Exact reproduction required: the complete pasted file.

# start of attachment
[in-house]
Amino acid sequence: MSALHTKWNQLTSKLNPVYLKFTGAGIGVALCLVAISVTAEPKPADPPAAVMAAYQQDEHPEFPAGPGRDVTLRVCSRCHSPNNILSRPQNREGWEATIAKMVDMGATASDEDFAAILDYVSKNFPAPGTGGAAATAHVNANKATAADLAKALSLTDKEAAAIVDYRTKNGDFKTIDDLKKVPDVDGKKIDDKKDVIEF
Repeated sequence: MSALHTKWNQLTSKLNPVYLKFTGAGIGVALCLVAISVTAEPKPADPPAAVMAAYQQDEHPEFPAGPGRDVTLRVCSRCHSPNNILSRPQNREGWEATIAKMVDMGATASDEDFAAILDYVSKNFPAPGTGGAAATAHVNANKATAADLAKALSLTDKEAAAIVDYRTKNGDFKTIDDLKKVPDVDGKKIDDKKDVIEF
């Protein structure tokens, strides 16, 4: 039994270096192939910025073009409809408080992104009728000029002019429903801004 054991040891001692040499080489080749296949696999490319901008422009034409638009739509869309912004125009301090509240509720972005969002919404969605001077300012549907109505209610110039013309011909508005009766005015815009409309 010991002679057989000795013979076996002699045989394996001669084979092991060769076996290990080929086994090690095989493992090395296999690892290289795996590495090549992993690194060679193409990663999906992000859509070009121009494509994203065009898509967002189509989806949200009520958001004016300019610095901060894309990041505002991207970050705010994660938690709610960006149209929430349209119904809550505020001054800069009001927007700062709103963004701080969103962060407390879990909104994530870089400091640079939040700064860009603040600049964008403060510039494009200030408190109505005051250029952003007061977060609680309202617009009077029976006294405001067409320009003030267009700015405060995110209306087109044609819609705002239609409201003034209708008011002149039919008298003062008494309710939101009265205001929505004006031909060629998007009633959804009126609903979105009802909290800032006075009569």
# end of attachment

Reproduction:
[in-house]
Amino acid sequence: MSALHTKWNQLTSKLNPVYLKFTGAGIGVALCLVAISVTAEPKPADPPAAVMAAYQQDEHPEFPAGPGRDVTLRVCSRCHSPNNILSRPQNREGWEATIAKMVDMGATASDEDFAAILDYVSKNFPAPGTGGAAATAHVNANKATAADLAKALSLTDKEAAAIVDYRTKNGDFKTIDDLKKVPDVDGKKIDDKKDVIEF
Repeated sequence: MSALHTKWNQLTSKLNPVYLKFTGAGIGVALCLVAISVTAEPKPADPPAAVMAAYQQDEHPEFPAGPGRDVTLRVCSRCHSPNNILSRPQNREGWEATIAKMVDMGATASDEDFAAILDYVSKNFPAPGTGGAAATAHVNANKATAADLAKALSLTDKEAAAIVDYRTKNGDFKTIDDLKKVPDVDGKKIDDKKDVIEF
């Protein structure tokens, strides 16, 4: 039994270096192939910025073009409809408080992104009728000029002019429903801004 054991040891001692040499080489080749296949696999490319901008422009034409638009739509869309912004125009301090509240509720972005969002919404969605001077300012549907109505209610110039013309011909508005009766005015815009409309 010991002679057989000795013979076996002699045989394996001669084979092991060769076996290990080929086994090690095989493992090395296999690892290289795996590495090549992993690194060679193409990663999906992000859509070009121009494509994203065009898509967002189509989806949200009520958001004016300019610095901060894309990041505002991207970050705010994660938690709610960006149209929430349209119904809550505020001054800069009001927007700062709103963004701080969103962060407390879990909104994530870089400091640079939040700064860009603040600049964008403060510039494009200030408190109505005051250029952003007061977060609680309202617009009077029976006294405001067409320009003030267009700015405060995110209306087109044609819609705002239609409201003034209708008011002149039919008298003062008494309710939101009265205001929505004006031909060629998007009633959804009126609903979105009802909290800032006075009569």